Your days are spent filling in lengthy application forms to no avail. So how do you turn things around and make it to the interview stage the next time apply?
Well, unfortunately, there’s no magic formula. Trial and error often plays a part, and other factors for example a shortage of jobs in your chosen field may also be at play. But there are several steps you can take to give yourself the best possible chance of securing a much-needed interview.
Apply for the right roles. This may sound obvious, but often when applicants desperately need a new job they will apply for anything and everything that crops up. This may mean you don’t have the necessary experience for the role, meaning you are immediately discounted. Or perhaps your CV is full of details of your finance experience and you’re applying for a creative role. If so, your lack of enthusiasm may show through, or hiring managers may wonder why you’re considering such a drastic change. Go for quality over quantity, applying only for jobs that are suitable and that you are equipped to do. Make sure your CV supports your application by tailoring it to each position.
Tell them what they want to hear. Your CV may initially be filtered by an electronic system, but the final decision will be made based on a personal interpretation of who you are. It’s important that you engage the reader rather than simply listing your credentials. Explain why you should be hired for this specific role. Use key words from the job description to tick the right boxes. Sell them your skills, experience and personality. A concise paragraph at the start of your CV will provide a useful summary, but your cover letter is your best opportunity to shine. What makes you exceptional? Have you brought an important client on board at your existing company? Won a prestigious award? Had your advertising campaign featured in the national press? Make bold statements that will set you apart. Use positive, upbeat language to explain what drives you personally and in a professional capacity.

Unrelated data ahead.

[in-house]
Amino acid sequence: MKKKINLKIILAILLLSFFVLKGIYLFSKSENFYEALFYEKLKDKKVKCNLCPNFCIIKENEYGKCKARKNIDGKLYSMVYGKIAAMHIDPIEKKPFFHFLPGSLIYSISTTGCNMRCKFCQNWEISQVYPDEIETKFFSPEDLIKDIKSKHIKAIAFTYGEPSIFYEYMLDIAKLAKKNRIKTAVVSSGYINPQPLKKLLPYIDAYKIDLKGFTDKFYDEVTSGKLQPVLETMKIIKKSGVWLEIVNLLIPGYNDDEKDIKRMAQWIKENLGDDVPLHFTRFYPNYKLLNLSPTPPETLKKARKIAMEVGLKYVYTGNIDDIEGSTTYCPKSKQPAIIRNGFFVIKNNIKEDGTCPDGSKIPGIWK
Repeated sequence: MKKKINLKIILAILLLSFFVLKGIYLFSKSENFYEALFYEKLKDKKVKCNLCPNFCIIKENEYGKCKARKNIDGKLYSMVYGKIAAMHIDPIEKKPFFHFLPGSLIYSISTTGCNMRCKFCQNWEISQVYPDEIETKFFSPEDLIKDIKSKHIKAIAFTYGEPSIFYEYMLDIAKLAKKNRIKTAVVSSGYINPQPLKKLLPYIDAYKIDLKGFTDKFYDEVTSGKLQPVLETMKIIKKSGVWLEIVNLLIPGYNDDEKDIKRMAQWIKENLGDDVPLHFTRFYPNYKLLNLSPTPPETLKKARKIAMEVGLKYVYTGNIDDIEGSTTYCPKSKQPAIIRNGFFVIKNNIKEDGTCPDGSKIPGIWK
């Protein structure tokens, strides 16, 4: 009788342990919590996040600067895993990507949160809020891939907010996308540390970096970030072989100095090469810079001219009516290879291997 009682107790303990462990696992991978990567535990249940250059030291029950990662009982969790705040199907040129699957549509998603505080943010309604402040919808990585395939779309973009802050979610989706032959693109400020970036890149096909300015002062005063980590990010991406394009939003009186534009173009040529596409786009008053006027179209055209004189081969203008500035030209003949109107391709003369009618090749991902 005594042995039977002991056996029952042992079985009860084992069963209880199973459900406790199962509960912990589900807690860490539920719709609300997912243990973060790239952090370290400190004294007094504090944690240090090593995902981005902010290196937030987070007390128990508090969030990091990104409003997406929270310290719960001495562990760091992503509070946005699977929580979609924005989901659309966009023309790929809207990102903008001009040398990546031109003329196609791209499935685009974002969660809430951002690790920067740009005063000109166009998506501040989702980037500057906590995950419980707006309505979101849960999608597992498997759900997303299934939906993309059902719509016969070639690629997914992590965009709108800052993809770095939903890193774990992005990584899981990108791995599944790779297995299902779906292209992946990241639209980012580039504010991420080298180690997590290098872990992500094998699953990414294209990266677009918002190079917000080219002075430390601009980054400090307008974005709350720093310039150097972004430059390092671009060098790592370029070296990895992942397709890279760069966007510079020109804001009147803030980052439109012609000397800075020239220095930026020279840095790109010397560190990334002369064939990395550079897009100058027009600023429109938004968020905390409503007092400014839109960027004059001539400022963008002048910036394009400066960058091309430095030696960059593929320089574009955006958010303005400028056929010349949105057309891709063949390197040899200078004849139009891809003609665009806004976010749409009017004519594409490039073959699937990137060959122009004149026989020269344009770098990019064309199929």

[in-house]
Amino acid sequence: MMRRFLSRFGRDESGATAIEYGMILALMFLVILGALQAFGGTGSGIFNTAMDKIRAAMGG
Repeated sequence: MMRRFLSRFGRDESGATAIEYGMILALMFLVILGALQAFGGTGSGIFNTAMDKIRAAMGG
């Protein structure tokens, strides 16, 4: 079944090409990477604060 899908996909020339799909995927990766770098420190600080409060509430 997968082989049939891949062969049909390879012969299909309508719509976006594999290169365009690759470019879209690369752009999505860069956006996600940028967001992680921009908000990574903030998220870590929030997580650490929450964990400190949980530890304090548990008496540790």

Be proactive. It’s easy to fire off applications left, right and centre, but if you’re not proactive you may find that opportunities slip through your fingers. Make a note of each job you have applied for and the closing date. If you haven’t heard anything within a week of the closing date, follow it up. It might be that your application got lost, was accidentally overlooked, or was deemed lacklustre. Calling or even dropping in to the office will show that you are really interested in the role. Doing so will mean the hiring manager is forced to search for – and, if all goes to plan – read through your application. This may well lead to an interview invitation; after all, you’re qualified and keen, and you’re clearly available, making the hiring manager’s job much easier. You may even be offered an interview on the spot, so dress well and be prepared! If you don’t get the nod, ask for feedback and request that your CV is kept on file. You could even suggest the creation of a new role that would significantly benefit the company. Being proactive may also involve networking with key people in your industry, either face to face or via social media. This may be a long game rather than a quick win, but the more contact you have with influential people, the more likely you are to land an interview for a desirable job. LinkedIn is a great place to start if you aren’t already using it.
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Joy Tibbs is a freelance writer and editor regularly who contributes to Premier. Find out more at joyofediting.co.uk and find her on Twitter @joyous25